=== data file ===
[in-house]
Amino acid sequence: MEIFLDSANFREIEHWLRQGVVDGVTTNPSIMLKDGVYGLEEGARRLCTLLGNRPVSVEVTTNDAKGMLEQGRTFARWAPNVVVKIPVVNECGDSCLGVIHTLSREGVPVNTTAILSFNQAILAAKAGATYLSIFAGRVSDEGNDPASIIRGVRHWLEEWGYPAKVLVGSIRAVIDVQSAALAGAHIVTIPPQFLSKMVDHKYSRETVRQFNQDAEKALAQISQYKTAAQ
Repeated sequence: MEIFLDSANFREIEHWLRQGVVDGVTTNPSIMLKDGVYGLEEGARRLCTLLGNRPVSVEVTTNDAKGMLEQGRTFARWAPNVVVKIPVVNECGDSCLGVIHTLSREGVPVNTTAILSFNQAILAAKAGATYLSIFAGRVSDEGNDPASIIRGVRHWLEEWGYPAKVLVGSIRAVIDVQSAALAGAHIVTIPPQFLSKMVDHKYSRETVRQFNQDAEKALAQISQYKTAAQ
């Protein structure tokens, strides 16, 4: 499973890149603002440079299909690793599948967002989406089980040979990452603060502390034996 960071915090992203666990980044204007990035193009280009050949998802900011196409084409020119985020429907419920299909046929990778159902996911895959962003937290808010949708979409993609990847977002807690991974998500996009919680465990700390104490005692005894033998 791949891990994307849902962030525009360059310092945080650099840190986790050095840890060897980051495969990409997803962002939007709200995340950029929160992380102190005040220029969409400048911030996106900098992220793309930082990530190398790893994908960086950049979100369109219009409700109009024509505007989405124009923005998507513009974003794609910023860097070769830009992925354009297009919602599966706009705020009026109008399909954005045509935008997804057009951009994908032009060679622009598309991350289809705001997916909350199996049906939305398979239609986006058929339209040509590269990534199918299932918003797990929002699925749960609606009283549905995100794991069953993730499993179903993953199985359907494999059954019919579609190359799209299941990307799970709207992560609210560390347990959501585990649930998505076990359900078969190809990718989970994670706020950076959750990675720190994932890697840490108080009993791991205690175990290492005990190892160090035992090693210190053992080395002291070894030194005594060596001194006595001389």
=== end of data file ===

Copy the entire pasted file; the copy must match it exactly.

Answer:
[in-house]
Amino acid sequence: MEIFLDSANFREIEHWLRQGVVDGVTTNPSIMLKDGVYGLEEGARRLCTLLGNRPVSVEVTTNDAKGMLEQGRTFARWAPNVVVKIPVVNECGDSCLGVIHTLSREGVPVNTTAILSFNQAILAAKAGATYLSIFAGRVSDEGNDPASIIRGVRHWLEEWGYPAKVLVGSIRAVIDVQSAALAGAHIVTIPPQFLSKMVDHKYSRETVRQFNQDAEKALAQISQYKTAAQ
Repeated sequence: MEIFLDSANFREIEHWLRQGVVDGVTTNPSIMLKDGVYGLEEGARRLCTLLGNRPVSVEVTTNDAKGMLEQGRTFARWAPNVVVKIPVVNECGDSCLGVIHTLSREGVPVNTTAILSFNQAILAAKAGATYLSIFAGRVSDEGNDPASIIRGVRHWLEEWGYPAKVLVGSIRAVIDVQSAALAGAHIVTIPPQFLSKMVDHKYSRETVRQFNQDAEKALAQISQYKTAAQ
């Protein structure tokens, strides 16, 4: 499973890149603002440079299909690793599948967002989406089980040979990452603060502390034996 960071915090992203666990980044204007990035193009280009050949998802900011196409084409020119985020429907419920299909046929990778159902996911895959962003937290808010949708979409993609990847977002807690991974998500996009919680465990700390104490005692005894033998 791949891990994307849902962030525009360059310092945080650099840190986790050095840890060897980051495969990409997803962002939007709200995340950029929160992380102190005040220029969409400048911030996106900098992220793309930082990530190398790893994908960086950049979100369109219009409700109009024509505007989405124009923005998507513009974003794609910023860097070769830009992925354009297009919602599966706009705020009026109008399909954005045509935008997804057009951009994908032009060679622009598309991350289809705001997916909350199996049906939305398979239609986006058929339209040509590269990534199918299932918003797990929002699925749960609606009283549905995100794991069953993730499993179903993953199985359907494999059954019919579609190359799209299941990307799970709207992560609210560390347990959501585990649930998505076990359900078969190809990718989970994670706020950076959750990675720190994932890697840490108080009993791991205690175990290492005990190892160090035992090693210190053992080395002291070894030194005594060596001194006595001389």